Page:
New Drugs and Therapies
The ADA Scientific Sessions have always been a nexus for the release of new data for emerging new drug and therapies, and this year there were some particularly interesting findings reported. Incretins, and in particular long-acting GLP-1 analogs like Novo Nordisk's liraglutide, were a hot topic, along with SGLT2 inhibitors, 11-HSD-1 inhibitors, IL-1 blockers and inhalable insulin. We'll explain what each of these is below. Of note, these classes totally eclipsed DPP-4 inhibitors, the drug class of Merck's Januvia (sitagliptin). Research on DPP-4 inhibitors were out in force in the poster hall, but received little attention from speakers.
- Perhaps the most hotly anticipated results were from the LEAD-6 study, which compared Novo Nordisk's Victoza (liraglutide) with Amylin's Byetta (exenatide) over the course of 26 weeks. Incretin mimetics act like a natural body hormone called GLP-1, which helps to stimulate insulin release when blood sugar levels are high. From a baseline A1c of 8.2% in both groups, there was a 1.12% decrease in the liraglutide group and a 0.79% decrease in the exenatide group. Nausea rates were also significantly less in the liraglutide group, with 2% reporting nausea compared to 10% with exenatide.
- There were several talks on SGLT2 inhibitors, including BristolMeyerSquibb and AstraZenica's dapagliflozin, Johnson & Johnson's canagliflozin and Isis' ISIS 388626. This drug class acts by allowing the kidneys to secrete glucose in the urine, thereby lowering levels in the blood. Results of these new drugs were promising, with minimal side effects (the most common of which being urinary tract infections).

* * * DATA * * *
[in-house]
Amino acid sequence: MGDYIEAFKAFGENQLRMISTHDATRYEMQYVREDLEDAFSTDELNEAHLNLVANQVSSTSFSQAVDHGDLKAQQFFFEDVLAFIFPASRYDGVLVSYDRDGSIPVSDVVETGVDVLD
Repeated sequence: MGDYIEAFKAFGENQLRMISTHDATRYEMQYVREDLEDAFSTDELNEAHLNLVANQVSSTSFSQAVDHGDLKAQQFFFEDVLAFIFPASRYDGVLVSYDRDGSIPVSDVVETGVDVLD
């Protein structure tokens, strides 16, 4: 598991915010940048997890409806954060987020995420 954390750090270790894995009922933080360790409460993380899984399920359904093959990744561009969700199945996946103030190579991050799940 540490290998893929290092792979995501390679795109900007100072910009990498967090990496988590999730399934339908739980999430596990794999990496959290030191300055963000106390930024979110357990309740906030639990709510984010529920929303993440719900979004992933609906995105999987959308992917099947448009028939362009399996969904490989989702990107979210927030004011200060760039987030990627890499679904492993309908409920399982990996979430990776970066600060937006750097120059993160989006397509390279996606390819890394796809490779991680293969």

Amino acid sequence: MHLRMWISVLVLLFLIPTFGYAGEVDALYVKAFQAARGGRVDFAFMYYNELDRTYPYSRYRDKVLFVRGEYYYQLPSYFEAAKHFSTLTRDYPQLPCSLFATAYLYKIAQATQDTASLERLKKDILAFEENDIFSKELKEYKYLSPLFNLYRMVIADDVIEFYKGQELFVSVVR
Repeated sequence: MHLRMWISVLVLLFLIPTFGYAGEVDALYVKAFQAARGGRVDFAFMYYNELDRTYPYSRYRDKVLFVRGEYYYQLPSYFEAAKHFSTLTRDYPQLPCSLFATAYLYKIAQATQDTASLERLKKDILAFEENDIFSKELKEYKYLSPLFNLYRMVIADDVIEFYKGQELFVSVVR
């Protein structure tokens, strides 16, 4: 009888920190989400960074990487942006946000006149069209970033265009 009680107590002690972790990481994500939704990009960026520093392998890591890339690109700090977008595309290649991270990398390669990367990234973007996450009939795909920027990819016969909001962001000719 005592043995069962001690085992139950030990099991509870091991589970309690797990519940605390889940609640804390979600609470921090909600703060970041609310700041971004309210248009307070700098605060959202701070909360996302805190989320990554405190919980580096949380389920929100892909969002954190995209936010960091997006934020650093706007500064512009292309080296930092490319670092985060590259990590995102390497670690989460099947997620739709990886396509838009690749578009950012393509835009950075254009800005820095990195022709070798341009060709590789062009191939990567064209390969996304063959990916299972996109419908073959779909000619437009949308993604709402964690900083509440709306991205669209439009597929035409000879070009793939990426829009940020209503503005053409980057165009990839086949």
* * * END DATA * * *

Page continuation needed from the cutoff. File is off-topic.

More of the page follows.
- Although there were few talks specifically on the subject, 11-HSD1 inhibitors had a few posters showing incremental research progress. This class inhibits a liver enzyme that activates cortisol, a steroid hormone that raises blood sugar. Although there is limited data available in this class, it's novel mechanism of action makes a promising potential therapy.
- A company called Xoma is developing a new drug that blocks IL-1, a signalling molecule in the body that leads to inflammation and is elevated in people with type 2 diabetes. Blocking this molecule appears to improve insulin sensitivity. The caveat, however, is that, since it modulates the immune system, the drug must be studied extensively to detect any adverse effects.
- Finally, there was some positive data presented for Mannkind's Afresa, an inhalable insulin. There have been no reports of increased rates of cancer or lung damage, and a new study has shown that Afresa is just as effective as Novolog at lowering A1c. This is an enormous boon to inhalable insulin, but it remains to be seen if Mannkind can shed the stigma left by Exubera.
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